Ofsted warning over provision for school leavers

http://www.bbc.co.uk/news/education-29145874

We need PROPER vocational skills taught in schools alongside core subjects. Help the less academic gain vocational skills whilst still having the opportunity to study mainstream academic subjects.

Centralise UK Compulsory Education NOW

Imagine if we had just one body setting examinations for 16 year olds in the UK. The government is constantly looking for ways to save money; printing costs alone would save millions. I don’t think parents and the public in general have any idea of the ludicrous work load put upon Examination Officers these days. At many schools it is a full time job! At many private schools children in the same class will be sitting different exams for the same qualification! Mistakes are often made because of the complexity of so many different papers for the same subjects. Results comparisons are meaningless and standardisation is virtually impossible.

We need ONE body setting the examinations for core subjects at 16 and EVERYBODY should sit identical examinations for each subject. This would save money, raise standards, avoid errors and make statistical comparison of results have some meaning.

Get rid of GCSEs now and standardise grading!

Hopefully the public at large realise that this is just statistics, although I fear they don’t. Rattling off comparisons with GCSEs’ twenty five year history is nonsense. Things have so often been muddled, confused and changed that making year on year comparisons is meaningless. It’s interesting that the proportion of differing grades is cited but how those grades are arrived at is not. What percentage did students have to achieve to gain those grades? With inflated results and relentless, year-on-year ‘improvement’ people began to grasp the impossibility of what was occurring. Politicians realised that with even a passing glance it was obvious to everybody that this could only reflect a deterioration in the quality of the qualifications set. Lo and behold fewer students are getting top grades to deflect from the real issue – GCSEs need to be swept away in favour of more challenging examinations with all students sitting the same examinations for all subjects.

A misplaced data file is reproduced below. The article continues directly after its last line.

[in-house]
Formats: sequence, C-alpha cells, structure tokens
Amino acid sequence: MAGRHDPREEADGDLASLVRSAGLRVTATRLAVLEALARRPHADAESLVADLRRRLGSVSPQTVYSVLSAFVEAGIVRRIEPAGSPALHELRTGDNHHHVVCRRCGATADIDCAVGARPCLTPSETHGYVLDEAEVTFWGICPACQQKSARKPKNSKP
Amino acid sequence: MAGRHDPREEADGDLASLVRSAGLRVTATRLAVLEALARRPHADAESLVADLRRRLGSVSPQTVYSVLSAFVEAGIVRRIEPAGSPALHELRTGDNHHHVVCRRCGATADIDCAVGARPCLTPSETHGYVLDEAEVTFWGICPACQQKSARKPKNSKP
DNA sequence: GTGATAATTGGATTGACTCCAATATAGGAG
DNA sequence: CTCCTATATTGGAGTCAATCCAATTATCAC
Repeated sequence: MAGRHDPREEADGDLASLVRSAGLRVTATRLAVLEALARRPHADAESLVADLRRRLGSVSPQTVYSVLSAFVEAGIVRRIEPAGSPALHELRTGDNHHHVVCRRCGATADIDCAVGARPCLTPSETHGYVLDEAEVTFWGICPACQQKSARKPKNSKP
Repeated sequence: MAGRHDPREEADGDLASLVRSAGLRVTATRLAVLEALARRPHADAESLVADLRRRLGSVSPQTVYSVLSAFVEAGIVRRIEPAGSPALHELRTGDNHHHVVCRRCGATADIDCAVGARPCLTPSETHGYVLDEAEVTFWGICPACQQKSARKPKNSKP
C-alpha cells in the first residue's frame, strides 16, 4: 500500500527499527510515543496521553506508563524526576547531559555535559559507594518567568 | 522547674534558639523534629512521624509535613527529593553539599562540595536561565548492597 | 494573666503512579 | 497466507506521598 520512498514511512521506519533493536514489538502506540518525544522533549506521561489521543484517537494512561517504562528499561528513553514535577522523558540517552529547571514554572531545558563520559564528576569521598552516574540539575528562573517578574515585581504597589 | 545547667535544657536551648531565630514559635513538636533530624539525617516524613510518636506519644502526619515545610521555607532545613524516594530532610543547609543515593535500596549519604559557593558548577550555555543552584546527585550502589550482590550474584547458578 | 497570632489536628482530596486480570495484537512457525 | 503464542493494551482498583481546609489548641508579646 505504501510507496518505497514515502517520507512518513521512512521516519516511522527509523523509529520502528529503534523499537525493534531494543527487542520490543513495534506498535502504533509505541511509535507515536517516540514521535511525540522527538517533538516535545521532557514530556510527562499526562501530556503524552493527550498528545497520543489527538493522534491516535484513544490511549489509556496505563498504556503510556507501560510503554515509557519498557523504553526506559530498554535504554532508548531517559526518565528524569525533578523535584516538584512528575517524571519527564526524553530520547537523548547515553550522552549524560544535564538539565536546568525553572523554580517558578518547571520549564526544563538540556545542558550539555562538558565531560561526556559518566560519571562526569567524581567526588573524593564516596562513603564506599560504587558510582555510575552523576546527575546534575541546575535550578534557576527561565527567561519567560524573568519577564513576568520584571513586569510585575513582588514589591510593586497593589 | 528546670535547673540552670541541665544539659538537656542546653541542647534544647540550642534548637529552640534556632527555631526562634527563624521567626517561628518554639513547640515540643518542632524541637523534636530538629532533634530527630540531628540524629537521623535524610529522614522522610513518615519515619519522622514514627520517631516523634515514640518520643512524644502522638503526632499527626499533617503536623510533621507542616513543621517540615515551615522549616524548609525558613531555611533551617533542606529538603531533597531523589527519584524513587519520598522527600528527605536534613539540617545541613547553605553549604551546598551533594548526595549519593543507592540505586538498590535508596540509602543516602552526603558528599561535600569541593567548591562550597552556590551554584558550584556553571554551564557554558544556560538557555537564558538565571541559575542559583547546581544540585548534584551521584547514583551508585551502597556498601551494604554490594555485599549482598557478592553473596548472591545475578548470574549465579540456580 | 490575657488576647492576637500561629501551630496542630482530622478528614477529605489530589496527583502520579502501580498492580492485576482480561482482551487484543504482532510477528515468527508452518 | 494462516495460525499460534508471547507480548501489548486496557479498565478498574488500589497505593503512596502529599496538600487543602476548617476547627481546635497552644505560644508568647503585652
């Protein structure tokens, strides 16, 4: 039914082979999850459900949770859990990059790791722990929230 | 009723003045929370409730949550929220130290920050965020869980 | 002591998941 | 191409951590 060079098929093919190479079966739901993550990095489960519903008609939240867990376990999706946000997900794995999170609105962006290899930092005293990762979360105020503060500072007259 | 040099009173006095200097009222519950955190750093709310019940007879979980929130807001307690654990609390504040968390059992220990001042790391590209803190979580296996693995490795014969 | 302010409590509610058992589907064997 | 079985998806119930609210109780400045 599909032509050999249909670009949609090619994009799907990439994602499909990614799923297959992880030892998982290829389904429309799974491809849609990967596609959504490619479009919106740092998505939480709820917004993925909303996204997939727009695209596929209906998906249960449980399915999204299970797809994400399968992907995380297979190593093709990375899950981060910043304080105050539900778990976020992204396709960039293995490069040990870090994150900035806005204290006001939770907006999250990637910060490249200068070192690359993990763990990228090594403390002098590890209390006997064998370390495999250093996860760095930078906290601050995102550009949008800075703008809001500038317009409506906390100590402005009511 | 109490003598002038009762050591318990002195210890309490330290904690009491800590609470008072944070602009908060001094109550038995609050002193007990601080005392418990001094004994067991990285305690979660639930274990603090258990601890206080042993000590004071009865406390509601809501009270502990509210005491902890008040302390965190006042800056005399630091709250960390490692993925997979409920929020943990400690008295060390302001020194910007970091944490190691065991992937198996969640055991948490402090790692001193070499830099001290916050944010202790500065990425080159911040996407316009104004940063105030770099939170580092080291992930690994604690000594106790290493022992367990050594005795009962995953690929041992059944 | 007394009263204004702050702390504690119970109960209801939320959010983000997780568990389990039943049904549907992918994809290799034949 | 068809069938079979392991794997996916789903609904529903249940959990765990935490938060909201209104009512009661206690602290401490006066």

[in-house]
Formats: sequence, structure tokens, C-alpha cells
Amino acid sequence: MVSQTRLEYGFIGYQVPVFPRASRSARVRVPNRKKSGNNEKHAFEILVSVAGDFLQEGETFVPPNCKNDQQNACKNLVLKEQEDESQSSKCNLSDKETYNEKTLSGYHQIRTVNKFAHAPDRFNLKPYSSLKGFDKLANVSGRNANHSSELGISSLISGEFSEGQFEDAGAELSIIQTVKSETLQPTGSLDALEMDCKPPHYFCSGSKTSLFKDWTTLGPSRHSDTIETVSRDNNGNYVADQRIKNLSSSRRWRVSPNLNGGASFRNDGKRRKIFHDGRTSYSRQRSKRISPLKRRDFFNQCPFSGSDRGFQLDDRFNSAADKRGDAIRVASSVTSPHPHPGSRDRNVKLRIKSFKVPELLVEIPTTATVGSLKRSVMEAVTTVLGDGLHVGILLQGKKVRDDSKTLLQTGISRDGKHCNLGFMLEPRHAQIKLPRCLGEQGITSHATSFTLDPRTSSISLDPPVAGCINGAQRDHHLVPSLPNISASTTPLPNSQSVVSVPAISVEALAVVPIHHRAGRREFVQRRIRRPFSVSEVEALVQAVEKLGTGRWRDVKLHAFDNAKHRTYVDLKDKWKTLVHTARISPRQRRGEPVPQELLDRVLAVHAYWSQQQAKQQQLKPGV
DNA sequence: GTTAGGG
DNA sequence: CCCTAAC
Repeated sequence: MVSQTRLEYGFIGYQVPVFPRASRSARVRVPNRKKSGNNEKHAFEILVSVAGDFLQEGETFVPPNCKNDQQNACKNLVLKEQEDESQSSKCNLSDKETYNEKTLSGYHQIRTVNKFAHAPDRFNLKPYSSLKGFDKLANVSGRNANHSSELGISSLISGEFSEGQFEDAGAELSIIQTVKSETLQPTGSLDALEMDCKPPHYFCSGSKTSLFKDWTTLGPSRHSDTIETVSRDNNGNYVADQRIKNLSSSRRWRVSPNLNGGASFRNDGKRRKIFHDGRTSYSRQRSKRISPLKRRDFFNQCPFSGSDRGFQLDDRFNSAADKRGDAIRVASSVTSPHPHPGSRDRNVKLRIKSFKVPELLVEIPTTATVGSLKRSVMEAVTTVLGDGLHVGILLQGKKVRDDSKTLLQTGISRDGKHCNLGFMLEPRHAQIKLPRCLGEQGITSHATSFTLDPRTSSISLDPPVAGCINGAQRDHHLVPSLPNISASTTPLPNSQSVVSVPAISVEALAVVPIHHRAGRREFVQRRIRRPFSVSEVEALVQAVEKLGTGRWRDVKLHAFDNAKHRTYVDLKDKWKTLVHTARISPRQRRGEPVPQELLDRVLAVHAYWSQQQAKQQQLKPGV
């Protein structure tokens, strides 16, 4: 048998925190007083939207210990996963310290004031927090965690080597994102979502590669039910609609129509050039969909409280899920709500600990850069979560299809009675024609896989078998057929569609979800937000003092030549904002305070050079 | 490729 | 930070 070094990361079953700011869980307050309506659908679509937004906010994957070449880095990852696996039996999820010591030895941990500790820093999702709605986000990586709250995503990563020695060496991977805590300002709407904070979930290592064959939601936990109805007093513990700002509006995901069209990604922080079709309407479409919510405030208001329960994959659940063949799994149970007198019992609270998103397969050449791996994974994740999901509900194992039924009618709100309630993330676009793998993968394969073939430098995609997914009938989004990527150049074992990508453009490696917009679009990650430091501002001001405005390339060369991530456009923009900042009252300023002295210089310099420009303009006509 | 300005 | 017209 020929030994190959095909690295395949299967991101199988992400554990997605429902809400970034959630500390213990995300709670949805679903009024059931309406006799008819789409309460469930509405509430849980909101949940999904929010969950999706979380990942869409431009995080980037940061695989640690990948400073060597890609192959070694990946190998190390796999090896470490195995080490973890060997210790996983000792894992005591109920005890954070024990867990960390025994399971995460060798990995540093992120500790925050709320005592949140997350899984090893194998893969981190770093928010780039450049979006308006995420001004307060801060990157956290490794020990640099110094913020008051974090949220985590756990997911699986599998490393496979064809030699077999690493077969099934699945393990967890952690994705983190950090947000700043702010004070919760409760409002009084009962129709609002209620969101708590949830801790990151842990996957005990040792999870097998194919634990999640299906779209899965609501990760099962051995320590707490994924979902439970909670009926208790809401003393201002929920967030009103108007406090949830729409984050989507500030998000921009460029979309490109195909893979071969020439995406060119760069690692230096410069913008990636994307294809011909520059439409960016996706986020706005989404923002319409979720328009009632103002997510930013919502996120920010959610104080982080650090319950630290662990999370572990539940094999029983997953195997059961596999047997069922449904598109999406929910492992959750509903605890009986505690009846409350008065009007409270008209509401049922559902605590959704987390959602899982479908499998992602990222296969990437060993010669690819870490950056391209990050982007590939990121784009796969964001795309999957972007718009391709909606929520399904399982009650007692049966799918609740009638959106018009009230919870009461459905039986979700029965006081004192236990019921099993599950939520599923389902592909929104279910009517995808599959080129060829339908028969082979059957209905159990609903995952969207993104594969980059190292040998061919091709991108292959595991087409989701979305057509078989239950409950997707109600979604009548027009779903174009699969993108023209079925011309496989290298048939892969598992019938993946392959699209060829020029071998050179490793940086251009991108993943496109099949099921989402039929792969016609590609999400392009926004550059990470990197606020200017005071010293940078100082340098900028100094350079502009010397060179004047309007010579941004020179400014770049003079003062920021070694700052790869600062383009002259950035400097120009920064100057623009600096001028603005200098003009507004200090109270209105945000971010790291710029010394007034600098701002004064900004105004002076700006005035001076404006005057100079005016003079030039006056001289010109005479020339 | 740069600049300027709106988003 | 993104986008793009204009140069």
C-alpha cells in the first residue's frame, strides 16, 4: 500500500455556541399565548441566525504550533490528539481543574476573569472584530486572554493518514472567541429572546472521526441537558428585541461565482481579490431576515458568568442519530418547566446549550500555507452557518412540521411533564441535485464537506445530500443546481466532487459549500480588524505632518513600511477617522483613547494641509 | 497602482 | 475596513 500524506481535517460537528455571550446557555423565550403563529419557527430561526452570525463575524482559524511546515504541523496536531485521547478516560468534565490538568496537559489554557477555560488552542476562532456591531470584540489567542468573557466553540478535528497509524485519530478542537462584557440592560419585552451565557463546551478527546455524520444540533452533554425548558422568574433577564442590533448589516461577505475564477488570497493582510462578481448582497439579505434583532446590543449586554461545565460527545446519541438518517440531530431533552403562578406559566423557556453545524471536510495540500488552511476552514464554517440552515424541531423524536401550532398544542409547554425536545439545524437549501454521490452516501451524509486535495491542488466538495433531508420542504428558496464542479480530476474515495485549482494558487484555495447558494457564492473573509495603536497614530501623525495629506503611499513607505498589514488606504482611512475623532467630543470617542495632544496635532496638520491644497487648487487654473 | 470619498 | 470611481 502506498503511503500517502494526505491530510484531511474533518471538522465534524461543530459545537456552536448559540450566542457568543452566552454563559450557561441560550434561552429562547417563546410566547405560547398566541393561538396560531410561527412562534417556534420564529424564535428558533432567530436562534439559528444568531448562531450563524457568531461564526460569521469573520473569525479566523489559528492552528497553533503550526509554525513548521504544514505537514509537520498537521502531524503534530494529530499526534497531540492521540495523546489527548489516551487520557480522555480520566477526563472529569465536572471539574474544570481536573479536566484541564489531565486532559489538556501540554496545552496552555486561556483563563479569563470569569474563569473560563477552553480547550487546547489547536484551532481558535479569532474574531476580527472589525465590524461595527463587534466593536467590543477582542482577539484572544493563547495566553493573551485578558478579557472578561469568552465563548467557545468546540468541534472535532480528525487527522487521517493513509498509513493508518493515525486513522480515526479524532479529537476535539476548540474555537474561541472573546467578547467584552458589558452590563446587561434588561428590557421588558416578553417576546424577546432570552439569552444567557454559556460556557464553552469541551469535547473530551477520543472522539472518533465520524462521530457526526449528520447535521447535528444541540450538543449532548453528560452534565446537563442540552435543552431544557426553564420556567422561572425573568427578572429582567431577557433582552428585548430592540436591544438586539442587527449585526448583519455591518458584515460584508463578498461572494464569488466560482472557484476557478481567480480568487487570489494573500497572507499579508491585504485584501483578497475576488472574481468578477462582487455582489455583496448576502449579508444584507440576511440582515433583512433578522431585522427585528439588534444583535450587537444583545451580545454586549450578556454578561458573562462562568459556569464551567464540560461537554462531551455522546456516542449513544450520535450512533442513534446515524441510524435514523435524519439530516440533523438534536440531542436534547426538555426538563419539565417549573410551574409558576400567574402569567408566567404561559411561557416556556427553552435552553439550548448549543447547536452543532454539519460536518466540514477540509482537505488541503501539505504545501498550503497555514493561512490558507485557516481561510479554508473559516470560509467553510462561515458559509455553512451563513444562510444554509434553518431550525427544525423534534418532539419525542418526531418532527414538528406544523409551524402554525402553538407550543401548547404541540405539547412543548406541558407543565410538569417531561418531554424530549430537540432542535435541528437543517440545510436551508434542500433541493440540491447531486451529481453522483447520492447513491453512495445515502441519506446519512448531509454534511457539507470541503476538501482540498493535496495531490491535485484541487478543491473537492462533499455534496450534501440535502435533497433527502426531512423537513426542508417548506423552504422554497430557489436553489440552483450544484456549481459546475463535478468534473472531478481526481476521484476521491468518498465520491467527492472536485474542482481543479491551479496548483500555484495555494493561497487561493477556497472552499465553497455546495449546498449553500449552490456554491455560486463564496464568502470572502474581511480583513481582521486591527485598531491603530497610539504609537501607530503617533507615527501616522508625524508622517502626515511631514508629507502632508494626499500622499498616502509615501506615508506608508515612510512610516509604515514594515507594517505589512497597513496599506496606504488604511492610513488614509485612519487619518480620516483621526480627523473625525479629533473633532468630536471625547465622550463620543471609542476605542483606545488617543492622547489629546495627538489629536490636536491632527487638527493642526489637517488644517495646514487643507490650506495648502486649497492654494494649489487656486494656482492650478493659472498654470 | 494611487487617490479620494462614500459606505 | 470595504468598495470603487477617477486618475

PLEASE SPEND EDUCATION MONEY WISELY!

** Poorest pupils weaker at maths**
Research suggests the poorest children are twice as likely to struggle at maths than their classmates.
This shows just how effective one-to-one and small group tuition can be. At Kensington & Chelsea Tutors (www.kctutors.co.uk) we were involved with a similar scheme with Westminster Council called Making Good Progress. This involved ten one hour lessons of Maths and / or English for struggling students in mainstream education. They had great success but as with so many things the budget was cut and the service removed.
Why is it that money cannot be found for such schemes when so much public money seems to be constantly wasted? Take the recent rebranding of the Criminal Records Bureau (CRB). From December 1st 2012 it will be called the Disclosure & Barring Service (DBS). We as a registered body have received multitudinous letters and paperwork, they have issued (and we have had to order) new application forms, they have a splendid new logo but absolutely nothing about how we carry out checks has changed. We have also been told we have alter all of our paperwork and websites etc. to reflect these changes.What a monumental waste of everybody’s time and so much money.

Face to face online private tuition that’s NOT Skype!

A pioneering new online tuition service has recently launched in the UK that will revolutionise the delivery of private, personalised, home-based learning for English, Maths, French and many other subjects.

 

Webtutornet.com, established by Nevil Chiles of Kensington & Chelsea Tutors Ltdhas been in development for two years. It allows teachers and tutors to deliver personalised lessons to students using the internet.